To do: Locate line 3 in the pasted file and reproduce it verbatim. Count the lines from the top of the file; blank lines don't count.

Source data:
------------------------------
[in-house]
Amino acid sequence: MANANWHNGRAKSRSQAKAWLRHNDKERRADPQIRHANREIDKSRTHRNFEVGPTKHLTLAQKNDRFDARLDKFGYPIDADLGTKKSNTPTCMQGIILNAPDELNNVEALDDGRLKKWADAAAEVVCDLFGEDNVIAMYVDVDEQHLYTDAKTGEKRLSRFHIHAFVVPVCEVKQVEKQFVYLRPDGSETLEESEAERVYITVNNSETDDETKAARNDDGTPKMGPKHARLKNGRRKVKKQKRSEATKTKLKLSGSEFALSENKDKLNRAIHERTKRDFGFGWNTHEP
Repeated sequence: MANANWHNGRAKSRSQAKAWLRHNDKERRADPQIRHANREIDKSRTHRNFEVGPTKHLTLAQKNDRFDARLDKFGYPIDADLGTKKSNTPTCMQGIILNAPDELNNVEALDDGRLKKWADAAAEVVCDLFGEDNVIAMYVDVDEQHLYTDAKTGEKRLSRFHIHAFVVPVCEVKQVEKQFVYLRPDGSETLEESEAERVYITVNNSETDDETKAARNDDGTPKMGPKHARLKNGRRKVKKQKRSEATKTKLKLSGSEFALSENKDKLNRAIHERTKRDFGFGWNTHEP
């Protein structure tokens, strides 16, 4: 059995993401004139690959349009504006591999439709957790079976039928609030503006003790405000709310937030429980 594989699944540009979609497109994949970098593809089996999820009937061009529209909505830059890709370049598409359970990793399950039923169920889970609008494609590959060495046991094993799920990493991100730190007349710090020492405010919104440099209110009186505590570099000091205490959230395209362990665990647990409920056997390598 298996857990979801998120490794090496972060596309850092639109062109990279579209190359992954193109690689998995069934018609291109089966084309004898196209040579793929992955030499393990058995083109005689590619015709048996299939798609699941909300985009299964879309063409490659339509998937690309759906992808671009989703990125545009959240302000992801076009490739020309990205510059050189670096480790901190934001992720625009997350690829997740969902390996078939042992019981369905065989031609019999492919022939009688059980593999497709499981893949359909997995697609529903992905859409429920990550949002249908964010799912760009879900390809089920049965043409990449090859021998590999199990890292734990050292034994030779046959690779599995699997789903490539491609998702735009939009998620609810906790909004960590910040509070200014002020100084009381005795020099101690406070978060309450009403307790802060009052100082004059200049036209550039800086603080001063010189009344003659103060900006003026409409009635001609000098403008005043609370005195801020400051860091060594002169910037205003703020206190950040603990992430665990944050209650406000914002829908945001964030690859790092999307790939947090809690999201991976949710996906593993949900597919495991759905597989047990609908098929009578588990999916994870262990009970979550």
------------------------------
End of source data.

Repeated sequence: MANANWHNGRAKSRSQAKAWLRHNDKERRADPQIRHANREIDKSRTHRNFEVGPTKHLTLAQKNDRFDARLDKFGYPIDADLGTKKSNTPTCMQGIILNAPDELNNVEALDDGRLKKWADAAAEVVCDLFGEDNVIAMYVDVDEQHLYTDAKTGEKRLSRFHIHAFVVPVCEVKQVEKQFVYLRPDGSETLEESEAERVYITVNNSETDDETKAARNDDGTPKMGPKHARLKNGRRKVKKQKRSEATKTKLKLSGSEFALSENKDKLNRAIHERTKRDFGFGWNTHEP